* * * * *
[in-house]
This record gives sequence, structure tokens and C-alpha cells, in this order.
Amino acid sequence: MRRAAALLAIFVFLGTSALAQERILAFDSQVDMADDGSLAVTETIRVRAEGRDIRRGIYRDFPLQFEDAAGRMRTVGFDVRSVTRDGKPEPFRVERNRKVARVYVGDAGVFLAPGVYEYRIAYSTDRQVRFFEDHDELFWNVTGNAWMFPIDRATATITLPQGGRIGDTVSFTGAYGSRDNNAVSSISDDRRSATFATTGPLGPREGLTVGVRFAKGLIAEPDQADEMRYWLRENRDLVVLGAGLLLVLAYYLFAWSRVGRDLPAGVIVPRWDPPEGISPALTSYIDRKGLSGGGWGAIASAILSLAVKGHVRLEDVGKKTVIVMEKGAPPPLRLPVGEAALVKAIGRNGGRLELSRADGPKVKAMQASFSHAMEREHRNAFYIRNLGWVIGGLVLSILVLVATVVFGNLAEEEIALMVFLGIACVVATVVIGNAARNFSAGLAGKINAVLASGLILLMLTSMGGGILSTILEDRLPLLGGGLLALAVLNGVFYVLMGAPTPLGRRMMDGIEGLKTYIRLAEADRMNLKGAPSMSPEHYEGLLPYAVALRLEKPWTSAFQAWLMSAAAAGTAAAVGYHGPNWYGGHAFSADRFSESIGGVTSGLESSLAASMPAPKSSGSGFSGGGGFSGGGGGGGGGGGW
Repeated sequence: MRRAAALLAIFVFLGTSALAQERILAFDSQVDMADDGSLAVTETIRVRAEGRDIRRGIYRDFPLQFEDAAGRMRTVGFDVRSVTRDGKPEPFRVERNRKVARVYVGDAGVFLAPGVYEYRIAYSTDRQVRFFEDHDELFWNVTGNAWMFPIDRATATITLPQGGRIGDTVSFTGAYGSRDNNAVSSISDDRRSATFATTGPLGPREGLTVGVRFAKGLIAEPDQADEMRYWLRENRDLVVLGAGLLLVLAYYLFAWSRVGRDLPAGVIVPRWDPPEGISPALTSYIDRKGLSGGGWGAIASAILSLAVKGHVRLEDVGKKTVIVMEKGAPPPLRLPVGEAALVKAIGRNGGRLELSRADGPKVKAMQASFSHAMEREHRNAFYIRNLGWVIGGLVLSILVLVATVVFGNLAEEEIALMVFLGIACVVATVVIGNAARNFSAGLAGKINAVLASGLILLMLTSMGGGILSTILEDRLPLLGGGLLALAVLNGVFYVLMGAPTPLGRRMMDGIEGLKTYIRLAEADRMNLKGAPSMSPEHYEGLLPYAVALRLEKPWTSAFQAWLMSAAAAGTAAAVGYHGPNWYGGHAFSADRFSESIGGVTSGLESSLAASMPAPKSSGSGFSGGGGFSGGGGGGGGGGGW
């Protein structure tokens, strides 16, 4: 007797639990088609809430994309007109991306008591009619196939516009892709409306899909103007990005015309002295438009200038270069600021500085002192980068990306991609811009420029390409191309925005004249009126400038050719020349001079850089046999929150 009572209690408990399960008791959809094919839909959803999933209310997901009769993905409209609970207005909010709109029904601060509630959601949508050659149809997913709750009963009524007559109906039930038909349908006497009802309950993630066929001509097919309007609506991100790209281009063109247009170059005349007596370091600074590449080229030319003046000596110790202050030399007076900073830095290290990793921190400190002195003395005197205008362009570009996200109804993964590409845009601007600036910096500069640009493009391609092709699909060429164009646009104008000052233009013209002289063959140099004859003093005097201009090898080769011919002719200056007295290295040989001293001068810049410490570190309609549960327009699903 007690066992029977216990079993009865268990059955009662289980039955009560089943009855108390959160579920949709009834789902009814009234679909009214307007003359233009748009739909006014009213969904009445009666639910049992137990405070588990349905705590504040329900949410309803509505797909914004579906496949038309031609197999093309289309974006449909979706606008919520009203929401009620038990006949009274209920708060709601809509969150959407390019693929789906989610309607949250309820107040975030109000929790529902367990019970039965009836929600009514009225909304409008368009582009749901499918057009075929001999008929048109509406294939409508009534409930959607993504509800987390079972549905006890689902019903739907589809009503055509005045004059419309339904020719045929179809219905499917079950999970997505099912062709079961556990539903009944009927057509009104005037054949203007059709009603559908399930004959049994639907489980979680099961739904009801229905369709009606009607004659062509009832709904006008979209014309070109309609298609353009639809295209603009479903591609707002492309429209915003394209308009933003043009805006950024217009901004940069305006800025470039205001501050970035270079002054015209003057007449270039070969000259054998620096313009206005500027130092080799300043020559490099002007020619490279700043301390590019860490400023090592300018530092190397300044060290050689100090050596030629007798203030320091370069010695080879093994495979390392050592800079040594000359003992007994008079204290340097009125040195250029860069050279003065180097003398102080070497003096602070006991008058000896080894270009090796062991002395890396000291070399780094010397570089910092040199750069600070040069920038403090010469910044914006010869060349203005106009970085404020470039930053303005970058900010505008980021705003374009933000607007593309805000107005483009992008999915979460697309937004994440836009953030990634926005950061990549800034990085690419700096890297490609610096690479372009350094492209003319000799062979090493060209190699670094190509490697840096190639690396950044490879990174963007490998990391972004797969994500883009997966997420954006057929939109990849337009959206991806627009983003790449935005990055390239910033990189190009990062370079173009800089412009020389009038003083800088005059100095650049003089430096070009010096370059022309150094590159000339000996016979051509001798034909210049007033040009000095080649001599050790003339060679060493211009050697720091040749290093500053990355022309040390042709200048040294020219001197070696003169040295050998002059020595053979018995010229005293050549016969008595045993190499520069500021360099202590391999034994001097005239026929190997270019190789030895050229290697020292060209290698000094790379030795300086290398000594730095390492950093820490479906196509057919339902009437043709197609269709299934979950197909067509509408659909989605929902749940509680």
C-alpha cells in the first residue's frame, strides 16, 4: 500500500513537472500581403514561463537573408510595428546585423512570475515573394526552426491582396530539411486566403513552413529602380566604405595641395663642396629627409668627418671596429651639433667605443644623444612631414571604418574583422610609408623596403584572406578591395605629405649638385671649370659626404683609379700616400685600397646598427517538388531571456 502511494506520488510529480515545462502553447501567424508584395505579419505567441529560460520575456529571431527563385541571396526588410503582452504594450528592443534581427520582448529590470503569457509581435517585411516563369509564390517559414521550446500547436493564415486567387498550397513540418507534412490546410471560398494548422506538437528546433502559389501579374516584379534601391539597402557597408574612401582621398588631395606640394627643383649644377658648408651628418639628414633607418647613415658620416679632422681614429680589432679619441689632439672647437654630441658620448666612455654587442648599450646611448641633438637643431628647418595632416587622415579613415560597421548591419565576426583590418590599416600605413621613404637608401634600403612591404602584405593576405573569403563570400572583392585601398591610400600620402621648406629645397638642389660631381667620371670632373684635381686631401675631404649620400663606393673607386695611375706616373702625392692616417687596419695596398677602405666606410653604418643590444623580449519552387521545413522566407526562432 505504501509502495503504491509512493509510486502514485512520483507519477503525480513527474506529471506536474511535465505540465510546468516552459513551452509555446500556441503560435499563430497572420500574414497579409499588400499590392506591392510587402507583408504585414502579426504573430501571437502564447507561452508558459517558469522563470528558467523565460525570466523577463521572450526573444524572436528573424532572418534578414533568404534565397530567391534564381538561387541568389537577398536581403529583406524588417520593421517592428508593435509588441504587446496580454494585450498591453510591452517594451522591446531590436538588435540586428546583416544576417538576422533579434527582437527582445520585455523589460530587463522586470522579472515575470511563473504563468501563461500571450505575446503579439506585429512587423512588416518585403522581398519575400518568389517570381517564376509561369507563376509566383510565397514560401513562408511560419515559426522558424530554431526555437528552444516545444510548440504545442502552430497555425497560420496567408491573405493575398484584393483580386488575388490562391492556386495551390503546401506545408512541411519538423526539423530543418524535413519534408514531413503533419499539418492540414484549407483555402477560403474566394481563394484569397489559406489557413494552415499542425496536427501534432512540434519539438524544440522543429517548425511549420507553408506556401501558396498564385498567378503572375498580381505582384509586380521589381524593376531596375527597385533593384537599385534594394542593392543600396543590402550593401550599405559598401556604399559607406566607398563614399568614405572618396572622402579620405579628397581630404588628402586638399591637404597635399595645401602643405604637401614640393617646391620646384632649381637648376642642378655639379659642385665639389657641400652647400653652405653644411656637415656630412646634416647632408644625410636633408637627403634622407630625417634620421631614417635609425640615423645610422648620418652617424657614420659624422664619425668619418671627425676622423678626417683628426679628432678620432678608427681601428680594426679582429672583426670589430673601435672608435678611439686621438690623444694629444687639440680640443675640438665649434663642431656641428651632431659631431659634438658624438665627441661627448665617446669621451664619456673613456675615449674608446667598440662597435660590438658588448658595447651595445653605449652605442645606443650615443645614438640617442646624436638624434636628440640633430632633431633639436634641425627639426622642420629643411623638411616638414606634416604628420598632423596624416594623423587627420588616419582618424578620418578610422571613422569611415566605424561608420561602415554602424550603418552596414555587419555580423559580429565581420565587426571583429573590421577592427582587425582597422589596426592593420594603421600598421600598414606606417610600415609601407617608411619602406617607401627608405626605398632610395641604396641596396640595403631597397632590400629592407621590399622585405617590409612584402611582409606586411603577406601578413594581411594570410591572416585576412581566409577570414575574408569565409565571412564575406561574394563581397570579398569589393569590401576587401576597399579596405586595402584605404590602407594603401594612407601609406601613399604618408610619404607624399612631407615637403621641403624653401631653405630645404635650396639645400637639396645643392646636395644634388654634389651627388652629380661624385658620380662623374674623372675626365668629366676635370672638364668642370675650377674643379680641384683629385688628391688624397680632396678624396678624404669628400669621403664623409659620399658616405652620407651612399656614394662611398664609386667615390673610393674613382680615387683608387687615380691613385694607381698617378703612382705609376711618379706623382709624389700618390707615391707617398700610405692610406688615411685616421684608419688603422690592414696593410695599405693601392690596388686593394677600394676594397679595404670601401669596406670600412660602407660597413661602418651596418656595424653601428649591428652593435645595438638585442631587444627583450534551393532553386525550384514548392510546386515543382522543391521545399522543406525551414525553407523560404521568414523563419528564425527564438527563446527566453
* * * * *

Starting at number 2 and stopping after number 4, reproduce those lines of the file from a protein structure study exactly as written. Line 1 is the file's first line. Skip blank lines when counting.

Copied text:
This record gives sequence, structure tokens and C-alpha cells, in this order.
Amino acid sequence: MRRAAALLAIFVFLGTSALAQERILAFDSQVDMADDGSLAVTETIRVRAEGRDIRRGIYRDFPLQFEDAAGRMRTVGFDVRSVTRDGKPEPFRVERNRKVARVYVGDAGVFLAPGVYEYRIAYSTDRQVRFFEDHDELFWNVTGNAWMFPIDRATATITLPQGGRIGDTVSFTGAYGSRDNNAVSSISDDRRSATFATTGPLGPREGLTVGVRFAKGLIAEPDQADEMRYWLRENRDLVVLGAGLLLVLAYYLFAWSRVGRDLPAGVIVPRWDPPEGISPALTSYIDRKGLSGGGWGAIASAILSLAVKGHVRLEDVGKKTVIVMEKGAPPPLRLPVGEAALVKAIGRNGGRLELSRADGPKVKAMQASFSHAMEREHRNAFYIRNLGWVIGGLVLSILVLVATVVFGNLAEEEIALMVFLGIACVVATVVIGNAARNFSAGLAGKINAVLASGLILLMLTSMGGGILSTILEDRLPLLGGGLLALAVLNGVFYVLMGAPTPLGRRMMDGIEGLKTYIRLAEADRMNLKGAPSMSPEHYEGLLPYAVALRLEKPWTSAFQAWLMSAAAAGTAAAVGYHGPNWYGGHAFSADRFSESIGGVTSGLESSLAASMPAPKSSGSGFSGGGGFSGGGGGGGGGGGW
Repeated sequence: MRRAAALLAIFVFLGTSALAQERILAFDSQVDMADDGSLAVTETIRVRAEGRDIRRGIYRDFPLQFEDAAGRMRTVGFDVRSVTRDGKPEPFRVERNRKVARVYVGDAGVFLAPGVYEYRIAYSTDRQVRFFEDHDELFWNVTGNAWMFPIDRATATITLPQGGRIGDTVSFTGAYGSRDNNAVSSISDDRRSATFATTGPLGPREGLTVGVRFAKGLIAEPDQADEMRYWLRENRDLVVLGAGLLLVLAYYLFAWSRVGRDLPAGVIVPRWDPPEGISPALTSYIDRKGLSGGGWGAIASAILSLAVKGHVRLEDVGKKTVIVMEKGAPPPLRLPVGEAALVKAIGRNGGRLELSRADGPKVKAMQASFSHAMEREHRNAFYIRNLGWVIGGLVLSILVLVATVVFGNLAEEEIALMVFLGIACVVATVVIGNAARNFSAGLAGKINAVLASGLILLMLTSMGGGILSTILEDRLPLLGGGLLALAVLNGVFYVLMGAPTPLGRRMMDGIEGLKTYIRLAEADRMNLKGAPSMSPEHYEGLLPYAVALRLEKPWTSAFQAWLMSAAAAGTAAAVGYHGPNWYGGHAFSADRFSESIGGVTSGLESSLAASMPAPKSSGSGFSGGGGFSGGGGGGGGGGGW